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ChaosSearch Blog


The Elastic SSPL licensing change & ChaosSearch: FAQs

There’s no question that Elastic has built a truly amazing company, based on the Apache 2.0 open source business model, and on the shoulders of other projects like Lucene. Last week, Elastic announced that, starting with version 7.11, Elasticsearch will now be licensed via SSPL, a license that Mongo released in 2018.

So you may be wondering what this all means. Here are what we anticipate will be a few Frequently Asked Questions around this Elasticsearch licensing change. We’ll continue to update this blog as new questions arise.


How does this impact ChaosSearch?

It actually doesn’t! ChaosSearch purposely created a game changing database and index that uses "zero" Elasticsearch or Lucene... providing performance and scale that is groundbreaking, all the while dramatically reducing costs compared to Elastic Stack (i.e ELK). We (ChaosSearch) transform customers' cloud object storage like S3 into a multi-model analytic database. We love Text Search APIs (for Log Analytics), but we also love Relational SQL APIs (for BI Analytics).


But ChaosSearch integrates Kibana - isn’t that affected by this change?

Good news - no impact here either! We actually use Kibana from Amazon’s Open Distro, which is Apache 2.0 licensed. AWS will continue to support this. For more info on why we chose Open Distro - read our blog post from August 2019 here!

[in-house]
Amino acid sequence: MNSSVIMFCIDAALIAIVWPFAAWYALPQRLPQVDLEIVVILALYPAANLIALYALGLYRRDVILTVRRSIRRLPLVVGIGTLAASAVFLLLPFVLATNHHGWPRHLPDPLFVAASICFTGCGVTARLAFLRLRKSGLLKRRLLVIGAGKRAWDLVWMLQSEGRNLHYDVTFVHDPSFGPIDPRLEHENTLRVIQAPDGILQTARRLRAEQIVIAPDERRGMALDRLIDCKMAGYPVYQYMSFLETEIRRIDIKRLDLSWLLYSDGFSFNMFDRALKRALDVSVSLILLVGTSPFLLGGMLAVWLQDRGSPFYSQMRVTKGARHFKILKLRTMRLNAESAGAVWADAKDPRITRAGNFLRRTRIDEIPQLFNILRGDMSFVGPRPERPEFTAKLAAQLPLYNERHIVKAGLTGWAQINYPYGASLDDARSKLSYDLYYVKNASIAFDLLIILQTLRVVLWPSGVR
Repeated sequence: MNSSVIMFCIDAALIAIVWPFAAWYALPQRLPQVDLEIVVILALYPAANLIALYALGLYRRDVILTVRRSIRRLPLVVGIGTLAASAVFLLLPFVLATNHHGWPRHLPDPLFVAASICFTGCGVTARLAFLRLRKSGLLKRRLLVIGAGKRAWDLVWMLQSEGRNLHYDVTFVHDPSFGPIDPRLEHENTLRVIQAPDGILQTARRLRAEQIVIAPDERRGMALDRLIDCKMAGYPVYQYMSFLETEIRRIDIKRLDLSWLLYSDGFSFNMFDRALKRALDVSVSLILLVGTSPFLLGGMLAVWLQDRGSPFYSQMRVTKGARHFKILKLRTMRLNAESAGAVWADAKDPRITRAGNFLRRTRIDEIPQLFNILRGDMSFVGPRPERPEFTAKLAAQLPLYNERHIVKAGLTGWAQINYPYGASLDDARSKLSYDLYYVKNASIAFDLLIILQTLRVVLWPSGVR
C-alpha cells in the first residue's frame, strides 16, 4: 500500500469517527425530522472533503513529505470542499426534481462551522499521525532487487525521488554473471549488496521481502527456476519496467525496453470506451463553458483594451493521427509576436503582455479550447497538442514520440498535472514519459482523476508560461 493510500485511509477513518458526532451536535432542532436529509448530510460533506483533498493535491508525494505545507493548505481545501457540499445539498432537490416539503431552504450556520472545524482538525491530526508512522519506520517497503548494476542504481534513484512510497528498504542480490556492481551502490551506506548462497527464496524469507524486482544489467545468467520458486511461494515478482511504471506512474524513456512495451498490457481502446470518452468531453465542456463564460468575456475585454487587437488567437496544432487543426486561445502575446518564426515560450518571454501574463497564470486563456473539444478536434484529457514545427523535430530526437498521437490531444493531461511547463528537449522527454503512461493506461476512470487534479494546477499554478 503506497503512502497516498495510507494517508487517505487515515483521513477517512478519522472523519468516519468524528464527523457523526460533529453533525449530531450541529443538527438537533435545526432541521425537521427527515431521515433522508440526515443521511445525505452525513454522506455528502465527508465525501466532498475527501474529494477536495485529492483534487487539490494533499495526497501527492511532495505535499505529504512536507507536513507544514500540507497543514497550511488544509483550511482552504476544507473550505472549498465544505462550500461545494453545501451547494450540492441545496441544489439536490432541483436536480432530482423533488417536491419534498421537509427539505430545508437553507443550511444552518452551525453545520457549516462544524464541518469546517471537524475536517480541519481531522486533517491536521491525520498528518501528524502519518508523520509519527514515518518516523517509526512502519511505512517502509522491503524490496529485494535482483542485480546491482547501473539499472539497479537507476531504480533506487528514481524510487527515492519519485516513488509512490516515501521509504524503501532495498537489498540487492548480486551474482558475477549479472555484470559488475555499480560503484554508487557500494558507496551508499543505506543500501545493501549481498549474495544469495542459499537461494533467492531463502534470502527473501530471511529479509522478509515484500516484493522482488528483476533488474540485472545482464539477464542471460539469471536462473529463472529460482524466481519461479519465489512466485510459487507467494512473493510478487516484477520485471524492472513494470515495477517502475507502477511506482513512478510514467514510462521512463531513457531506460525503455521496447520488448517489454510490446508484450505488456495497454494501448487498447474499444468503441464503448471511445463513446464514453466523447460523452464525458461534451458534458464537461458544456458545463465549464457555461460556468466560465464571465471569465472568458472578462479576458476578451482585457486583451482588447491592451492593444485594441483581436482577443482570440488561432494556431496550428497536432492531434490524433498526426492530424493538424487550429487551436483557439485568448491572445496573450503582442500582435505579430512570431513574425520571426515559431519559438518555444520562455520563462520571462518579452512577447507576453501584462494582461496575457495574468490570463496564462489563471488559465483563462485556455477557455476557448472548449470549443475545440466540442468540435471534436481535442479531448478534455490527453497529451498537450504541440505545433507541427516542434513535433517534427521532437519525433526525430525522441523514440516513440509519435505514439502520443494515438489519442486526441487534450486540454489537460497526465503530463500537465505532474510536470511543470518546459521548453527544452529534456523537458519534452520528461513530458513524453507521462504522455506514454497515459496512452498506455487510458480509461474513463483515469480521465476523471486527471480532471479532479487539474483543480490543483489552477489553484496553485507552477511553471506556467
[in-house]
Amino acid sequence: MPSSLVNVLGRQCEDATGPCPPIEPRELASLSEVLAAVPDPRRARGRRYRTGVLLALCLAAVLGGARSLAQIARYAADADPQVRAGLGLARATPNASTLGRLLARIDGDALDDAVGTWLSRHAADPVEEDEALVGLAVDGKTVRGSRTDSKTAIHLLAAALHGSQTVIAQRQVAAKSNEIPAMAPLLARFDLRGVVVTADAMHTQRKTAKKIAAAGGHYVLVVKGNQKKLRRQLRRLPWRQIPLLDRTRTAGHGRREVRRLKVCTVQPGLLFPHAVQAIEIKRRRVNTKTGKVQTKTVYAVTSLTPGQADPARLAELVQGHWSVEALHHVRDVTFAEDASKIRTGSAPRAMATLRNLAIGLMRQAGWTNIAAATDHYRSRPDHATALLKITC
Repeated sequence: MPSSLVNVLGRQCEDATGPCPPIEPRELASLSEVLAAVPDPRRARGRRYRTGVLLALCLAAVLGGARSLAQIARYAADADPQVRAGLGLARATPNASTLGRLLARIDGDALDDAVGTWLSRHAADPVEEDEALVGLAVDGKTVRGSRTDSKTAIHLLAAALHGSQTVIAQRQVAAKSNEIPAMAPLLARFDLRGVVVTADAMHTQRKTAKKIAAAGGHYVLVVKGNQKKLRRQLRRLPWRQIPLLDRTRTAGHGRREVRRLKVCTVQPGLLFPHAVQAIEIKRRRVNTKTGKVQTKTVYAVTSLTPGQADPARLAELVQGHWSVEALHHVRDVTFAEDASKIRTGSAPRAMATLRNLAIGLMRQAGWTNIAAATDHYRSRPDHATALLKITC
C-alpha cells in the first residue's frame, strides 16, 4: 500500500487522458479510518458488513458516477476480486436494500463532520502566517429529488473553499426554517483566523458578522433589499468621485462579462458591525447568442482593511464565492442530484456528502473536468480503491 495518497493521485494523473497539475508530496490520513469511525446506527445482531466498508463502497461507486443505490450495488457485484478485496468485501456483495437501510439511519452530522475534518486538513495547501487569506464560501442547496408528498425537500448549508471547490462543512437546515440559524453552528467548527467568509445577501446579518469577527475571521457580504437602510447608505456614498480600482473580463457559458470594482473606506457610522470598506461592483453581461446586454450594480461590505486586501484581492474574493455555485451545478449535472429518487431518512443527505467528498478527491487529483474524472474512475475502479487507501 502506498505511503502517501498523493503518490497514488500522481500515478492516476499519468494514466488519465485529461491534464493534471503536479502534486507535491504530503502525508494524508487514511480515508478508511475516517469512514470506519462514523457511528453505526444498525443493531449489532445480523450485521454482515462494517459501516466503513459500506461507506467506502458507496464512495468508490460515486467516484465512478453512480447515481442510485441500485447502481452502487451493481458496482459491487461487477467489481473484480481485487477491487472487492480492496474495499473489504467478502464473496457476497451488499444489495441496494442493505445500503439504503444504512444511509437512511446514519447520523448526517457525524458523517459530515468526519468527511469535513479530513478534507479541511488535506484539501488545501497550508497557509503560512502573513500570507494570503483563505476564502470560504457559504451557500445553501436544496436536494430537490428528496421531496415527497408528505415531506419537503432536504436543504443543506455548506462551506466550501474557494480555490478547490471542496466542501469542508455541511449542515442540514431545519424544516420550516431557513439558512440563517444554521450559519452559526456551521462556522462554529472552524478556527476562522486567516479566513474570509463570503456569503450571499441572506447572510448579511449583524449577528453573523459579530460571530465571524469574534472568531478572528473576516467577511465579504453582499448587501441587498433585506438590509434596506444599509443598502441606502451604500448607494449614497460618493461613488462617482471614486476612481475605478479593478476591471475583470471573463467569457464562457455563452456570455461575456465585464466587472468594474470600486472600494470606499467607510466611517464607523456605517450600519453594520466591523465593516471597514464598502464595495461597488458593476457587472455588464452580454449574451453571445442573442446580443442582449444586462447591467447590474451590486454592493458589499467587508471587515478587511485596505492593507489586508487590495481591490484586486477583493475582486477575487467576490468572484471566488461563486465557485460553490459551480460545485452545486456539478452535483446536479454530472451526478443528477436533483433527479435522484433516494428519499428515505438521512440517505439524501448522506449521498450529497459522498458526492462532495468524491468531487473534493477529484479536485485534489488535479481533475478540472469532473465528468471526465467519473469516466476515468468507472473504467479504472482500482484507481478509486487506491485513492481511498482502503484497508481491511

How might this impact other companies that provide Elasticsearch as a service?

Clearly, companies that use Elasticsearch under the hood and offer some form of "search" as a service will need to evaluate the economic impact of this licencing change on their business models, and make adjustments as needed.

About the Author, Thomas Hazel

Thomas Hazel is Founder, CTO, and Chief Scientist of ChaosSearch. He is a serial entrepreneur at the forefront of communication, virtualization, and database technology and the inventor of ChaosSearch's patented IP. Thomas has also patented several other technologies in the areas of distributed algorithms, virtualization and database science. He holds a Bachelor of Science in Computer Science from University of New Hampshire, Hall of Fame Alumni Inductee, and founded both student & professional chapters of the Association for Computing Machinery (ACM). More posts by Thomas Hazel